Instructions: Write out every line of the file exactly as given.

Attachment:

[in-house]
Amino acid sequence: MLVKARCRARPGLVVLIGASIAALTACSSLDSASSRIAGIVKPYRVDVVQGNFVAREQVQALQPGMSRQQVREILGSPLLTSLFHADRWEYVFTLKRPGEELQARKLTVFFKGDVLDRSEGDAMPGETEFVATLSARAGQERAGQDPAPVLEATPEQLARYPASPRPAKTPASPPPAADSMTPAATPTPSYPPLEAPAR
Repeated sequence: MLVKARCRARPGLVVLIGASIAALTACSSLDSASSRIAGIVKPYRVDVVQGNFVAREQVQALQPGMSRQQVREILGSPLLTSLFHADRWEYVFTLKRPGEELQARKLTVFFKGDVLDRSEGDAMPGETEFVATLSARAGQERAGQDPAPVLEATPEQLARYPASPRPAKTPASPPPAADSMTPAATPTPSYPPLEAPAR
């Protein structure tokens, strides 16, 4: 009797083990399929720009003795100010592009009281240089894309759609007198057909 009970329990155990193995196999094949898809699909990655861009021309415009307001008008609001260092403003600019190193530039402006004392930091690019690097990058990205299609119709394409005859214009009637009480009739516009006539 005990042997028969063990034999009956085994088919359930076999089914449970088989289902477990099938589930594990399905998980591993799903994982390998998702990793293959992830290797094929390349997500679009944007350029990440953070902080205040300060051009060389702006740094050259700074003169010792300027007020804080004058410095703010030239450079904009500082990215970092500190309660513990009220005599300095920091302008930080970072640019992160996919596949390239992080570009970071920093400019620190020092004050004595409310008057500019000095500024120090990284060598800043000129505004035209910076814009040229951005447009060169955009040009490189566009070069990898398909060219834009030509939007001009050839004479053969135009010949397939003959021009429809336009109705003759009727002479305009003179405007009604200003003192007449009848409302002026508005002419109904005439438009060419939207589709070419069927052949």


[in-house]
Amino acid sequence: MLVKARCRARPGLVVLIGASIAALTACSSLDSASSRIAGIVKPYRVDVVQGNFVAREQVQALQPGMSRQQVREILGSPLLTSLFHADRWEYVFTLKRPGEELQARKLTVFFKGDVLDRSEGDAMPGETEFVATLSARAGQERAGQDPAPVLEATPEQLARYPASPRPAKTPASPPPAADSMTPAATPTPSYPPLEAPAR
Repeated sequence: MLVKARCRARPGLVVLIGASIAALTACSSLDSASSRIAGIVKPYRVDVVQGNFVAREQVQALQPGMSRQQVREILGSPLLTSLFHADRWEYVFTLKRPGEELQARKLTVFFKGDVLDRSEGDAMPGETEFVATLSARAGQERAGQDPAPVLEATPEQLARYPASPRPAKTPASPPPAADSMTPAATPTPSYPPLEAPAR
């Protein structure tokens, strides 16, 4: 009797083990399929720009003795100010592009009281240089894309759609007198057909 009970329990155990193995196999094949898809699909990655861009021309415009307001008008609001260092403003600019190193530039402006004392930091690019690097990058990205299609119709394409005859214009009637009480009739516009006539 005990042997028969063990034999009956085994088919359930076999089914449970088989289902477990099938589930594990399905998980591993799903994982390998998702990793293959992830290797094929390349997500679009944007350029990440953070902080205040300060051009060389702006740094050259700074003169010792300027007020804080004058410095703010030239450079904009500082990215970092500190309660513990009220005599300095920091302008930080970072640019992160996919596949390239992080570009970071920093400019620190020092004050004595409310008057500019000095500024120090990284060598800043000129505004035209910076814009040229951005447009060169955009040009490189566009070069990898398909060219834009030509939007001009050839004479053969135009010949397939003959021009429809336009109705003759009727002479305009003179405007009604200003003192007449009848409302002026508005002419109904005439438009060419939207589709070419069927052949």